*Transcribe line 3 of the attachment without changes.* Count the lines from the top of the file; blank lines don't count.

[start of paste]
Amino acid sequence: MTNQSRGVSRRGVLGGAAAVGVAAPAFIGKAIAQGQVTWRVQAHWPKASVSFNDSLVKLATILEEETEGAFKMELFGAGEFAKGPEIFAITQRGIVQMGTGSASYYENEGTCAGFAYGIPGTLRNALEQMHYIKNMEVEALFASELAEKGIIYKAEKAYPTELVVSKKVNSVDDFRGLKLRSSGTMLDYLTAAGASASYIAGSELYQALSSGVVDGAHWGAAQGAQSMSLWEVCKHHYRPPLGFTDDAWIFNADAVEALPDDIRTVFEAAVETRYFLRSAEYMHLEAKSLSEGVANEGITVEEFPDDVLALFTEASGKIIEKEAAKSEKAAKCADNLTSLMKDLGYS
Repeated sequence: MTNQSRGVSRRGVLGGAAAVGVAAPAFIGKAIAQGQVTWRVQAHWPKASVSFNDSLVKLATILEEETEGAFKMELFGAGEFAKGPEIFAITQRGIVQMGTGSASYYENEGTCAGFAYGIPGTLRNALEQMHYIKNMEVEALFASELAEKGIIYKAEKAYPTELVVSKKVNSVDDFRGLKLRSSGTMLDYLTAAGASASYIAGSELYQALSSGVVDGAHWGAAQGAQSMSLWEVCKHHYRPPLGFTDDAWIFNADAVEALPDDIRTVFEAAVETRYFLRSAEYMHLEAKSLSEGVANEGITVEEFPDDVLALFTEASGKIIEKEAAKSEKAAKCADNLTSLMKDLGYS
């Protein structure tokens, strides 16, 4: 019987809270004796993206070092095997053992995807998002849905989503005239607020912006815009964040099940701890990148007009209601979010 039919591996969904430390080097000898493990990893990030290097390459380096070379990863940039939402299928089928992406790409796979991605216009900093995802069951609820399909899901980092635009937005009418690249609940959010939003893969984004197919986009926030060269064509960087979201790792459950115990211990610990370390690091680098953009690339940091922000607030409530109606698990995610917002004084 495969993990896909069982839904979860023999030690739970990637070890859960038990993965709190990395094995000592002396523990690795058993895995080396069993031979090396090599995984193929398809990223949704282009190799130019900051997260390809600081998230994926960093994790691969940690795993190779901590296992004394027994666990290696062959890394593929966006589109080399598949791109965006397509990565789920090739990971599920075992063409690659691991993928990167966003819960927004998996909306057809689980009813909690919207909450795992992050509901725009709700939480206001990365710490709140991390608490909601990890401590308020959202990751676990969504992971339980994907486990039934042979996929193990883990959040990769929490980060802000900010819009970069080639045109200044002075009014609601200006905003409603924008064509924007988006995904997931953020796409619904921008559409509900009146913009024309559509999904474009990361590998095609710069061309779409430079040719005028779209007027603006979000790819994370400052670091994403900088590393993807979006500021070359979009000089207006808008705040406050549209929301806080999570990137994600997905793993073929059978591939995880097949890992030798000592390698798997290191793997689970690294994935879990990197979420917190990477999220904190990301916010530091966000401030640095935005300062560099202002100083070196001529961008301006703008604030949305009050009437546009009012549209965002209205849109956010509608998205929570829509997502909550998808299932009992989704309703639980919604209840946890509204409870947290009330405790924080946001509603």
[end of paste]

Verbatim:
């Protein structure tokens, strides 16, 4: 019987809270004796993206070092095997053992995807998002849905989503005239607020912006815009964040099940701890990148007009209601979010 039919591996969904430390080097000898493990990893990030290097390459380096070379990863940039939402299928089928992406790409796979991605216009900093995802069951609820399909899901980092635009937005009418690249609940959010939003893969984004197919986009926030060269064509960087979201790792459950115990211990610990370390690091680098953009690339940091922000607030409530109606698990995610917002004084 495969993990896909069982839904979860023999030690739970990637070890859960038990993965709190990395094995000592002396523990690795058993895995080396069993031979090396090599995984193929398809990223949704282009190799130019900051997260390809600081998230994926960093994790691969940690795993190779901590296992004394027994666990290696062959890394593929966006589109080399598949791109965006397509990565789920090739990971599920075992063409690659691991993928990167966003819960927004998996909306057809689980009813909690919207909450795992992050509901725009709700939480206001990365710490709140991390608490909601990890401590308020959202990751676990969504992971339980994907486990039934042979996929193990883990959040990769929490980060802000900010819009970069080639045109200044002075009014609601200006905003409603924008064509924007988006995904997931953020796409619904921008559409509900009146913009024309559509999904474009990361590998095609710069061309779409430079040719005028779209007027603006979000790819994370400052670091994403900088590393993807979006500021070359979009000089207006808008705040406050549209929301806080999570990137994600997905793993073929059978591939995880097949890992030798000592390698798997290191793997689970690294994935879990990197979420917190990477999220904190990301916010530091966000401030640095935005300062560099202002100083070196001529961008301006703008604030949305009050009437546009009012549209965002209205849109956010509608998205929570829509997502909550998808299932009992989704309703639980919604209840946890509204409870947290009330405790924080946001509603």